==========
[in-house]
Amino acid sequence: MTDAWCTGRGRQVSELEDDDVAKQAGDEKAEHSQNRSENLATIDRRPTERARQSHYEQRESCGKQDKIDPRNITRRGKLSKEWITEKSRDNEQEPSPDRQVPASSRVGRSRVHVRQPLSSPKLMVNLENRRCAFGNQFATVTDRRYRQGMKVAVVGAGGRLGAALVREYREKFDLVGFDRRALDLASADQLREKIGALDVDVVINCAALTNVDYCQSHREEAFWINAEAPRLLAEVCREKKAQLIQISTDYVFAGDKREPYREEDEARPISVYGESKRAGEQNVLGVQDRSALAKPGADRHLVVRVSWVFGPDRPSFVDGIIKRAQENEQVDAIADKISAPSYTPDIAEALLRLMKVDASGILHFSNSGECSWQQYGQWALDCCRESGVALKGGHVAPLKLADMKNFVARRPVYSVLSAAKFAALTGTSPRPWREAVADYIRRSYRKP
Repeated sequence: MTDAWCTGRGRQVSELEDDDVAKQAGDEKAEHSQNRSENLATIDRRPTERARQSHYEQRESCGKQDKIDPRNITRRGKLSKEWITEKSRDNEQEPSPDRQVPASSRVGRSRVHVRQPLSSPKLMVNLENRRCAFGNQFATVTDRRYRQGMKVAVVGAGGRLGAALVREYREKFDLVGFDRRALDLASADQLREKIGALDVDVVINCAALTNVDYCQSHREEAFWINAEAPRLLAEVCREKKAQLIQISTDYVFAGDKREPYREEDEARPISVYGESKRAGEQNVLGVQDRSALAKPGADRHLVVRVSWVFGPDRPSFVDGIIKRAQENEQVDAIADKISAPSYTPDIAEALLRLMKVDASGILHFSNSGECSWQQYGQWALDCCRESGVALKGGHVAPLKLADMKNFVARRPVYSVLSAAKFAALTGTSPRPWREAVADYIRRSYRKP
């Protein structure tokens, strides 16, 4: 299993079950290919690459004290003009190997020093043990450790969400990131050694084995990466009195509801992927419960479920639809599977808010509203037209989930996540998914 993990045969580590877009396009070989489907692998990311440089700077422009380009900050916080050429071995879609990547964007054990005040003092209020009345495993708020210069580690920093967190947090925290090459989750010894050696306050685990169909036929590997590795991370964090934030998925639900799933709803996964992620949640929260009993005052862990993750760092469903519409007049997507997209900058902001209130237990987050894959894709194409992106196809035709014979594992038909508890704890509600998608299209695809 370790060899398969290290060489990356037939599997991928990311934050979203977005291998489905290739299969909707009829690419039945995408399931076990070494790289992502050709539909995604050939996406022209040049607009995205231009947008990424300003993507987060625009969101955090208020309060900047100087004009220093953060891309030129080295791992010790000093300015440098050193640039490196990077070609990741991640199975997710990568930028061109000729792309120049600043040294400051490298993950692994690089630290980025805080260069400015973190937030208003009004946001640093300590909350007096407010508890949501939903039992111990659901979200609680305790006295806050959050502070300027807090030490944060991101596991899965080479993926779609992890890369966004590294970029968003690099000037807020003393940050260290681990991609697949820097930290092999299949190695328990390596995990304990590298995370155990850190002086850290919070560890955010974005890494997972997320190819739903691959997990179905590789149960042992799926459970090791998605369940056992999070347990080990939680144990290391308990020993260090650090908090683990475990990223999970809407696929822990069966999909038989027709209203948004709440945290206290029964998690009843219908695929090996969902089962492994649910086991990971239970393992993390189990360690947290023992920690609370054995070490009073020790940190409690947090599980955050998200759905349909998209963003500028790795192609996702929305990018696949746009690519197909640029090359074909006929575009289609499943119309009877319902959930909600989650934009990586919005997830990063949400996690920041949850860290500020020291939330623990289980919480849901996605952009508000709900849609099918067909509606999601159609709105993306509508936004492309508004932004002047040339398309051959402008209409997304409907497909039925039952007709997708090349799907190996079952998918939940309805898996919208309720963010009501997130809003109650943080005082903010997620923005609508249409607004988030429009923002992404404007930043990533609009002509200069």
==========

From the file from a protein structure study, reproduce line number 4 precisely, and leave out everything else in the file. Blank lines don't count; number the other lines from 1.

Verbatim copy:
């Protein structure tokens, strides 16, 4: 299993079950290919690459004290003009190997020093043990450790969400990131050694084995990466009195509801992927419960479920639809599977808010509203037209989930996540998914 993990045969580590877009396009070989489907692998990311440089700077422009380009900050916080050429071995879609990547964007054990005040003092209020009345495993708020210069580690920093967190947090925290090459989750010894050696306050685990169909036929590997590795991370964090934030998925639900799933709803996964992620949640929260009993005052862990993750760092469903519409007049997507997209900058902001209130237990987050894959894709194409992106196809035709014979594992038909508890704890509600998608299209695809 370790060899398969290290060489990356037939599997991928990311934050979203977005291998489905290739299969909707009829690419039945995408399931076990070494790289992502050709539909995604050939996406022209040049607009995205231009947008990424300003993507987060625009969101955090208020309060900047100087004009220093953060891309030129080295791992010790000093300015440098050193640039490196990077070609990741991640199975997710990568930028061109000729792309120049600043040294400051490298993950692994690089630290980025805080260069400015973190937030208003009004946001640093300590909350007096407010508890949501939903039992111990659901979200609680305790006295806050959050502070300027807090030490944060991101596991899965080479993926779609992890890369966004590294970029968003690099000037807020003393940050260290681990991609697949820097930290092999299949190695328990390596995990304990590298995370155990850190002086850290919070560890955010974005890494997972997320190819739903691959997990179905590789149960042992799926459970090791998605369940056992999070347990080990939680144990290391308990020993260090650090908090683990475990990223999970809407696929822990069966999909038989027709209203948004709440945290206290029964998690009843219908695929090996969902089962492994649910086991990971239970393992993390189990360690947290023992920690609370054995070490009073020790940190409690947090599980955050998200759905349909998209963003500028790795192609996702929305990018696949746009690519197909640029090359074909006929575009289609499943119309009877319902959930909600989650934009990586919005997830990063949400996690920041949850860290500020020291939330623990289980919480849901996605952009508000709900849609099918067909509606999601159609709105993306509508936004492309508004932004002047040339398309051959402008209409997304409907497909039925039952007709997708090349799907190996079952998918939940309805898996919208309720963010009501997130809003109650943080005082903010997620923005609508249409607004988030429009923002992404404007930043990533609009002509200069």